You are cordially invited
To visit the Porifera family
Though there are many members
You may proceed leisurely
The Family Tree
Sponges, or porifera, constitute an entire phylum
of the animal kingdom. Such development is due to the fact that
the ancestors of sponges originated approximately one billion years
ago. More recent predecessors of modern sponges appeared six hundred
million years ago during the Cambrian period. Examples of these
species are Chaetetes, Guettardia, and Syphonia. Currently, there
are ten thousand species, which have existed for over four hundred
million years. Fossils of these phenomena were preserved by spicules,
tiny needles that cover the exterior tissues of sponges.
In the modern geologic period, the phylum porifera is divided into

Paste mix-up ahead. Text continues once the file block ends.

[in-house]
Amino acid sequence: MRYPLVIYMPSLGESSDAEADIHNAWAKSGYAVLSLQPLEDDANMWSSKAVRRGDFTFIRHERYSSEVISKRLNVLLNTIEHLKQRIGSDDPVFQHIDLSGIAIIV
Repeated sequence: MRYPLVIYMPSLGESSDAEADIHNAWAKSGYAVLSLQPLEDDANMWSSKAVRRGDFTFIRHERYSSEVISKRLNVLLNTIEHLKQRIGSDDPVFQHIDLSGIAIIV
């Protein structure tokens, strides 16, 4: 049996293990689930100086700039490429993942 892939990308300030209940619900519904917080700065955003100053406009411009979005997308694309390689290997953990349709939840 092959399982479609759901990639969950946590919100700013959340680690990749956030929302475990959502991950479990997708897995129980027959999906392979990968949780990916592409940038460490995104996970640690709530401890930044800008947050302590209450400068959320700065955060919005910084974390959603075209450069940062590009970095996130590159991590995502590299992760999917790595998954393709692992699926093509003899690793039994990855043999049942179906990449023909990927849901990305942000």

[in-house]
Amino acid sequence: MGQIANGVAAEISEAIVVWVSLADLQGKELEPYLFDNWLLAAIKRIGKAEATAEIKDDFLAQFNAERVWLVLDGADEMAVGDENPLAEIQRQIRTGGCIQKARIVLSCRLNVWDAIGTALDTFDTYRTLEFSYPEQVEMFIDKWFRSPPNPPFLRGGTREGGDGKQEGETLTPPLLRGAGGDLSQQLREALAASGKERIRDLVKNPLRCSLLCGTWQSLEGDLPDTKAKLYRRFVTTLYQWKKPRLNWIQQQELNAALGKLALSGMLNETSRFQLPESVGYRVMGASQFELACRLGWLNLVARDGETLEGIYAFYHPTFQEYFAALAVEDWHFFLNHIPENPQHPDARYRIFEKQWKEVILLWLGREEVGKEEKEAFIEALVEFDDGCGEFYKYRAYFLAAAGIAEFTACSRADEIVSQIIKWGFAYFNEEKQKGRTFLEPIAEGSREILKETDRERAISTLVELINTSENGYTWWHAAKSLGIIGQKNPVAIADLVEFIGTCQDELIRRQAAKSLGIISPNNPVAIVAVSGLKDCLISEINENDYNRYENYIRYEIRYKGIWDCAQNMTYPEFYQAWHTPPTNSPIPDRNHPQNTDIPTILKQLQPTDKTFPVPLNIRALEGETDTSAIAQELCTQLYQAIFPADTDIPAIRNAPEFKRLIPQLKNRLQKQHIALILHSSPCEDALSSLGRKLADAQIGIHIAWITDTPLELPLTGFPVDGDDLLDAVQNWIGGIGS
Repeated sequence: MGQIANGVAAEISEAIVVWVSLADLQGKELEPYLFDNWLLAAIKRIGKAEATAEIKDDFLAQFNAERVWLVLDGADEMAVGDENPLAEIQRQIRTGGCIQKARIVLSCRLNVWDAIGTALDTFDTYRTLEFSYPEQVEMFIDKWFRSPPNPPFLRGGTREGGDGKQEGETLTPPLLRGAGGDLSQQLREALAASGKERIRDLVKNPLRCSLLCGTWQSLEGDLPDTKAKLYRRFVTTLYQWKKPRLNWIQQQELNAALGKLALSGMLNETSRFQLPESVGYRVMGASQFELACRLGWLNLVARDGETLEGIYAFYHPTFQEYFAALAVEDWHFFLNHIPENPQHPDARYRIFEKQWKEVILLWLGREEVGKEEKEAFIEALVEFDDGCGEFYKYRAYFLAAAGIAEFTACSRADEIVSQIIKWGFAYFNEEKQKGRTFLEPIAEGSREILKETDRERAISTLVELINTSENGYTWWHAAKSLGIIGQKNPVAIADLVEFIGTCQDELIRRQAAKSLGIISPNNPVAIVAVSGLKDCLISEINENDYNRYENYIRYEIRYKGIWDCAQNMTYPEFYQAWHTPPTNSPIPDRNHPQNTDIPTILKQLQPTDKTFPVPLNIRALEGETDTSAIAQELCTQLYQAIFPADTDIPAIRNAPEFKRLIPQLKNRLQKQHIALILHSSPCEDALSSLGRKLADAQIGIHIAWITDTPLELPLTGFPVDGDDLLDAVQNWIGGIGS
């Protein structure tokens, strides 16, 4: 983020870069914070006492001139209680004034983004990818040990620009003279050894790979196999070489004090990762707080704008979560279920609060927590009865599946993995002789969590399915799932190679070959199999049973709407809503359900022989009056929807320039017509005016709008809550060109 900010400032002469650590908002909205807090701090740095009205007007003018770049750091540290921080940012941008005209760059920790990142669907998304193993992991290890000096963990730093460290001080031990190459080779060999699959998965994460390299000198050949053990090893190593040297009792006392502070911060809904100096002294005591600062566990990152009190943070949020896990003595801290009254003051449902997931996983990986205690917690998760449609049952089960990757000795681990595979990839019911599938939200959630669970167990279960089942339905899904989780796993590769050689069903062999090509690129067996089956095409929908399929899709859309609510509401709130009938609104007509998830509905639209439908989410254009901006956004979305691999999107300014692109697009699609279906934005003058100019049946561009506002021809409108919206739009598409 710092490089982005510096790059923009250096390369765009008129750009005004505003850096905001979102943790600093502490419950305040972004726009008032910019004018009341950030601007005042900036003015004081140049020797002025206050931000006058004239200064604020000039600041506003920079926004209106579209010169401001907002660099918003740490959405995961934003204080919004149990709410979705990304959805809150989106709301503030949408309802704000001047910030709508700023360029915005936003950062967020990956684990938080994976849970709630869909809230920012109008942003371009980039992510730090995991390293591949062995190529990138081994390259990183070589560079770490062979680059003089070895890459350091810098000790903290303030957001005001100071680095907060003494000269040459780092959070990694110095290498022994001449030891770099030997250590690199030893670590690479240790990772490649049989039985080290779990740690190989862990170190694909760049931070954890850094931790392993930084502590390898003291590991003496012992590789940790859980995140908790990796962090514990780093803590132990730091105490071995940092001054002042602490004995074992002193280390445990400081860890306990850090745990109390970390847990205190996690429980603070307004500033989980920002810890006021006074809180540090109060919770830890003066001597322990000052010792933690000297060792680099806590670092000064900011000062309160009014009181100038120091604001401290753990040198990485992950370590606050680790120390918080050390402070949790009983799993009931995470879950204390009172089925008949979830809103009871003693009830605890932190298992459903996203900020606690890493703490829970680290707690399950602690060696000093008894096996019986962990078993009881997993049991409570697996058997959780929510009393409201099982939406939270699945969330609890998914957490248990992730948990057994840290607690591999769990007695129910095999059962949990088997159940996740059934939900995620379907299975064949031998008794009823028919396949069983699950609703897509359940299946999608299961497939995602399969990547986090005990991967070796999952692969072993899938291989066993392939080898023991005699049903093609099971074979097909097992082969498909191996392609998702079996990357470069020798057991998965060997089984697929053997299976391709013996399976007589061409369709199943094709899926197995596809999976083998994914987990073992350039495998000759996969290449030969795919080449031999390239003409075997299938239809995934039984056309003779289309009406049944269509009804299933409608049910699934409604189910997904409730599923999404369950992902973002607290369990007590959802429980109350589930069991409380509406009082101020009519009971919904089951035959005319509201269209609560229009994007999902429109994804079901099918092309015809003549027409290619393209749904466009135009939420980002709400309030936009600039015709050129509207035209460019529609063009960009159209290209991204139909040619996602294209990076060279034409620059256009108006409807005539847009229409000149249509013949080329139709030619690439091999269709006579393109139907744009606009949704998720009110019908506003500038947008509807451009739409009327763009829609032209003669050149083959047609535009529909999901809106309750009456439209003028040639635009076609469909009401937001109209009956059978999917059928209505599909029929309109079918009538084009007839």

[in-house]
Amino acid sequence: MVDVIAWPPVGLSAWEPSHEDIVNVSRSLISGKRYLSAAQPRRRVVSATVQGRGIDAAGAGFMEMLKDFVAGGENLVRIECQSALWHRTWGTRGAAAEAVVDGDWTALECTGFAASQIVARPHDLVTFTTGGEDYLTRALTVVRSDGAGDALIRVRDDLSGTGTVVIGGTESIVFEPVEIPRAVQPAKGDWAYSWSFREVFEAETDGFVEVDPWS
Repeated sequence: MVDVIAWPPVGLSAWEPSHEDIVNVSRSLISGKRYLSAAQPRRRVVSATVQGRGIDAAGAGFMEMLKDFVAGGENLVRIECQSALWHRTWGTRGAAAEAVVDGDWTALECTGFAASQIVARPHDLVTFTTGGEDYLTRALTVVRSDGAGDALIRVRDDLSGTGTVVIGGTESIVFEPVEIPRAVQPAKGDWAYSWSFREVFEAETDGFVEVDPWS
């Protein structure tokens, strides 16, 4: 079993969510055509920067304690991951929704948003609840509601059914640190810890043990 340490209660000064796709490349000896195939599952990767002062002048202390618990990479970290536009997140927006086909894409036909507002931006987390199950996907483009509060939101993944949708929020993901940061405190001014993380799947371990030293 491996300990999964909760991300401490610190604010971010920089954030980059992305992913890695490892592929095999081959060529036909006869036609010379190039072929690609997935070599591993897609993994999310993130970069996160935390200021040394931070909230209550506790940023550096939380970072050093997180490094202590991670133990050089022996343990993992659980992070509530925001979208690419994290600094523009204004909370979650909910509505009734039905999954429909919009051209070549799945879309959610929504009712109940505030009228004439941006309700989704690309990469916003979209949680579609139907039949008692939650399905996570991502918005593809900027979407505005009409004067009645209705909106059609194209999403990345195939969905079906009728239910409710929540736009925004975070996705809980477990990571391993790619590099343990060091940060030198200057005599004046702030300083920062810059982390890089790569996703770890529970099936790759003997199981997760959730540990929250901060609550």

four primary classes: calcarea, hexactinellida, demonspongiae, and
sclerospongiae. Calcarea sponges are located in the oceans. They
are principally composed of calcium carbonate; hence, the name.
Hexactinellida, in comparison, are deep sea creatures comprised
of silica. Common shapes include six-pointed stars and glass sponges.
Demospongiae constitute 95% of all species, and this contains all
fresh water species. Their fundamental component is a soft fiber,
known as spongin. Bath sponges are derived from this class. Also,
sclerospongiae are composed of both silica and spongin. Their central
body, however, is a voluminous calcareous skeleton. To help you
better understand the sponge family, we invite you to explore one
of the classes which have been discussed above, or you may view
a breakdown of the entire family tree.